BET actually has tried to raise the bar and diversify its programming before, but nothing draws eyeballs like rump-shaking and homeboy humor. Lead Story, which Page described as a "black McLaughlin Group," is possibly the most civilized pundit show on television. Lead Story earns around a 0.25 cable rating. On a 24-hour average, twice as many households tune into music video shows. About four times as many watch the prime time play of ComicView.
"The thing we hear the most is, `We want more PBS-type stuff. We want more documentaries,'" Lee said. "But then they don't get the ratings."
The first Black Biography, on music entrepreneur Russell Simmons, got a 0.35, but BET is committed to the series. Henderson-Moore is creating 13 new episodes for next year, although the show will have a different title. (Sources say A&E, originator of the Biography series, has politely told BET to rename its program.) Three new, made-for-TV Arabesque movies are also in production for 2001, down from 10 last year when the franchise was launched. BET will also spend $12 million to market the channel and the new schedule, up from $3 million last year.
"I think BET finally realized the necessity of marketing . off network," said Kelli Richardson, senior vice president for corporate marketing. "Previously, we didn't do anything off network."
Marketing is just part of the game in cable. Even the only black network in the analog world has to compete with more than 100 other channels for eyeballs and bandwidth. Community outreach is crucial, particularly for networks that don't have retransmission leverage to help them negotiate distribution contracts, something BET does not have. To put in local face time and push the local MSO's brand as well as BET's own, Richardson is taking the network to black colleges in 50 markets, doing voter registrations and launching HIV-awareness and gun-violence campaigns later this year.
Around 95% of BET's distribution contracts expire in 2003, said Curtis Symonds, BET's executive vice president of affiliate marketing and sales. Currently, the network charges operators 14 cents a sub, but that will go up half a cent in January. It is Symonds' job to ratchet up that number.
"We're doing the road show now to get the feel for what [operators] are looking for," he said. "Once you start talking about rate increases, they want to know what they're going to get back."
BET's answer is improved programming, more local marketing and more local ad insertion. Operators are inserting local ads in about 75% of BET subscriber homes, Symonds said. BET has hired local ad-sales executives to drive revenue up in that area.
BET's increased emphasis on programming was not necessarily to appease cable operators or gird for NUE, Lee said, but was part of an evolution that started two years ago when founder Bob Johnson loaded BET with $600 million in debt to take it private. (Johnson now owns around 64%, John Malone's Liberty Media owns around 31%, and Lee holds the remainder.) Until that point, Johnson had invested BET's profits into peripheral ventures, including pay television, magazines, restaurants, book publishing, movies, cosmetics, clothing and even a BET-branded credit card. In branching out into so many directions, Johnson was feeding his own entrepreneurial hunger but was also trying to grow BET through other avenues, Lee said.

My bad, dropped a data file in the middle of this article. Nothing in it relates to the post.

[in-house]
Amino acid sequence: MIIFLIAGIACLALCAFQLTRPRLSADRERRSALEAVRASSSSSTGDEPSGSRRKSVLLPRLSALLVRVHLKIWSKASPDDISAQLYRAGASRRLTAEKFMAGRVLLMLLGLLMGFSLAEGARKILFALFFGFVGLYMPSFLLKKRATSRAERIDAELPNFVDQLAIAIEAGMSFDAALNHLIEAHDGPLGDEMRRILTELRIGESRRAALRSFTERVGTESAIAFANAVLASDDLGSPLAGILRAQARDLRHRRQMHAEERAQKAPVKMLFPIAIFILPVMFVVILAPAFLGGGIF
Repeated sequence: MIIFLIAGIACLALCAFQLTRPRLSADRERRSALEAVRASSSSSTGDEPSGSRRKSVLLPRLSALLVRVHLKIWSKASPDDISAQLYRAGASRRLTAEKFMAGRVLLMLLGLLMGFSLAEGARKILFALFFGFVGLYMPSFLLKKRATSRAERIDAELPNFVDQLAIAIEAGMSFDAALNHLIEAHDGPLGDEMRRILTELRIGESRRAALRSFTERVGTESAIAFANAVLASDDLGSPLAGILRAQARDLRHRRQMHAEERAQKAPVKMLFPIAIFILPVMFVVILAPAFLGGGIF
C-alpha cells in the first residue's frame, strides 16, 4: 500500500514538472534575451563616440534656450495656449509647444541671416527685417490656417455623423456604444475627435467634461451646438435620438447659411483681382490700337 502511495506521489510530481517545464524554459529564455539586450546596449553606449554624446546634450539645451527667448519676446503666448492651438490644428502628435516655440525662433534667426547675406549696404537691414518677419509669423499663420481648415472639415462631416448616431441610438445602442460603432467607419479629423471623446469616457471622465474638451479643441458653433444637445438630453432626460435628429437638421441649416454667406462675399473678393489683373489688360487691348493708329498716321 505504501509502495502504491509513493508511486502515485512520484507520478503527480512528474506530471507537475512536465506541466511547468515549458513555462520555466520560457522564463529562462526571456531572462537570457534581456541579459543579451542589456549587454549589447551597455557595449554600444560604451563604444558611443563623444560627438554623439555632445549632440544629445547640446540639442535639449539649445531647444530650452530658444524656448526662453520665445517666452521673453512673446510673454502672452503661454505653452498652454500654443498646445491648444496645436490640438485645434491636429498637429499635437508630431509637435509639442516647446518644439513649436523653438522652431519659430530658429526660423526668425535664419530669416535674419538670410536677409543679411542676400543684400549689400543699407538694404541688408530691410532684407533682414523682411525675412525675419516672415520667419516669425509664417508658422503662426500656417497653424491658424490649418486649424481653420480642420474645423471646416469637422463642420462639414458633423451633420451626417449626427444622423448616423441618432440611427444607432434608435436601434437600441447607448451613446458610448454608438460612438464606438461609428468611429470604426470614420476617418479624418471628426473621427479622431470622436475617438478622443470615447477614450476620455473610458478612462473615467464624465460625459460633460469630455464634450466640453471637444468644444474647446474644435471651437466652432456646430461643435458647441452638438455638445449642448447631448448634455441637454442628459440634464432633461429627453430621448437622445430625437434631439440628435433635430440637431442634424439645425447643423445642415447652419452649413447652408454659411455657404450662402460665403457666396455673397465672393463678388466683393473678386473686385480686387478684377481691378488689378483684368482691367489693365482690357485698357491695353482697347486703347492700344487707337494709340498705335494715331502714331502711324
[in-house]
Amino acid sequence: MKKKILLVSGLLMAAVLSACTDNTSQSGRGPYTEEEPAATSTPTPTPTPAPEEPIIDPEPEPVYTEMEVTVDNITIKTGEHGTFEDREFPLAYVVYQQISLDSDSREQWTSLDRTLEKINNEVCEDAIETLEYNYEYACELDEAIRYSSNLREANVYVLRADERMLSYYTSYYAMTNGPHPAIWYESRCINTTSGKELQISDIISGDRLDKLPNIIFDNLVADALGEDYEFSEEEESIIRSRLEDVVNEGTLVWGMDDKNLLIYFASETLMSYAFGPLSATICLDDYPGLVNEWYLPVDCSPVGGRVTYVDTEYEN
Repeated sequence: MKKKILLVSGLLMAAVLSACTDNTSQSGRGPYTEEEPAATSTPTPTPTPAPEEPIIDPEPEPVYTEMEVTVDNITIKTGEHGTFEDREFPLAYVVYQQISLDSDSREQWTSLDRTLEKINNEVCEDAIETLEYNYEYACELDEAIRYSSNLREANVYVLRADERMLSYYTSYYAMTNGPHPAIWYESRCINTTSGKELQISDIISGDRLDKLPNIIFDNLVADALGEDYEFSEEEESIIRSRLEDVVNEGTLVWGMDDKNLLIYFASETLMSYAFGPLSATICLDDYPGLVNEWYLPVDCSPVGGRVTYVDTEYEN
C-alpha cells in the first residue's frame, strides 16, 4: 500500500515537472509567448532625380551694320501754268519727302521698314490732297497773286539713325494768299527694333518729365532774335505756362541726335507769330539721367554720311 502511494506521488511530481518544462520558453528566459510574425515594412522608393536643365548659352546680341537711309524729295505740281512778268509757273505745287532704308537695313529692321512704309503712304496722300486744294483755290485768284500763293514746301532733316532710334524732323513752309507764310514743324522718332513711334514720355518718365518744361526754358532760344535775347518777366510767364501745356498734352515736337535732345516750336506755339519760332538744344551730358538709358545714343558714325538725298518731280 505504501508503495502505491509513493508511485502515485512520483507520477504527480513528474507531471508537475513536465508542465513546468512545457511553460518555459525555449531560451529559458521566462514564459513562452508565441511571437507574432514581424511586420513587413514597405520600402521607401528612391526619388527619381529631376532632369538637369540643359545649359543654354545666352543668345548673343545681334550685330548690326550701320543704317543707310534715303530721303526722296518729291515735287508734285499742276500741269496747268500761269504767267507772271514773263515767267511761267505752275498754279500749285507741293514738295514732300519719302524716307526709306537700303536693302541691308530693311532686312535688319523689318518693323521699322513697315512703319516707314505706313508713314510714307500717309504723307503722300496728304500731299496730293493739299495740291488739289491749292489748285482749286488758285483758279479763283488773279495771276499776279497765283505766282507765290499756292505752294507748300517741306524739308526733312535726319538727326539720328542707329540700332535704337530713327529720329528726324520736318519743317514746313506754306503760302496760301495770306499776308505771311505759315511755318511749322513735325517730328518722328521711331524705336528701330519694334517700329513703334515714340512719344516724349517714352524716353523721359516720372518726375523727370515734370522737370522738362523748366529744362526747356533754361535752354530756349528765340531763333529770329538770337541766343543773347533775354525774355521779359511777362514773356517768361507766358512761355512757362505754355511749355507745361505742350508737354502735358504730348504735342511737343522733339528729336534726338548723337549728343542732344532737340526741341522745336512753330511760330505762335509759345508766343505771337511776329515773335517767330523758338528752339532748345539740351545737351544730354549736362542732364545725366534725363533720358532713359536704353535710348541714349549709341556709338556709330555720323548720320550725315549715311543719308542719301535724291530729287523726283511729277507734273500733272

"Affiliate fees are set," she said, and BET continues to make below-market ad rates-about half of what MTV gets for many of the same music videos. "How else do you grow your business?"
Johnson's latest quest is an airline, but not on BET's dime. If his bid for the Washington shuttle service DC Air is successful, the $142 million comes out of his pocket. Johnson has pulled himself out of the day-to-day operations at BET, focusing more on strategic alliances. He also doesn't rule out the possibility of divesting his piece of BET if a better acquisition opportunity came along. "You always look for opportunities," he said. "It wouldn't bother me at all, taking BET assets and investing in other businesses."
Lee, a former corporate litigator, handles the daily affairs of BET deftly. Regarding the AFTRA run-in, she said the boycott took them by surprise. Since BET considered ComicView a twist on Star Search, it didn't make sense to bring in the union, she said. ComicView was subsequently moved out of AFTRA territory in Los Angeles to Atlanta, but the comics did get a raise-from $150 to $1,000.
Soon after BET's labor pains subsided, it was again in the news, accused by a former chief financial officer of tax evasion in a $21 million wrongful-termination suit filed in Washington Superior Court in August. Reporters got hold of the filing before BET had even heard about it, Lee said. In the suit, former CFO Dwight Crawford claimed he was fired for objecting to BET's bookkeeping, contending that BET's top executives set up a shell company to avoid payroll taxes, tried to write off a $6 million dividend and deducted personal expenses.
"Crawford never raised any of those issues while he was here," Lee said, adding that she asked him to stay with the company and that BET's bookkeeping has been vetted by PricewaterhouseCoopers. The first hearing is scheduled for Nov. 17.
Some cable executives believe that BET should have done more in the public interest because Johnson pitched the channel on the premise of promoting the image of blacks in the media, they say. Others feel that Johnson gets a bad rap because he has promoted blacks in the media more than any other individual in the business.
Fred Dressler, senior vice president of programming for Time Warner Cable, defends Johnson: "Remember, it started as a two-hour-a-week service and grew to its current schedule over time. BET has been viewed as a general-entertainment and information channel with a black perspective. No one ever claimed it was the perspective of every black person any more than any of the broadcast networks represents the perspective of every white person. That is why more channels like MBC and NUE are beginning to spring up and gain support from Time Warner and other cable operators."
Going forward, Lee intends to grow BET the channel and the brand, through videocentric ventures and through music. "We are not running away from music," she said. "That is what we do."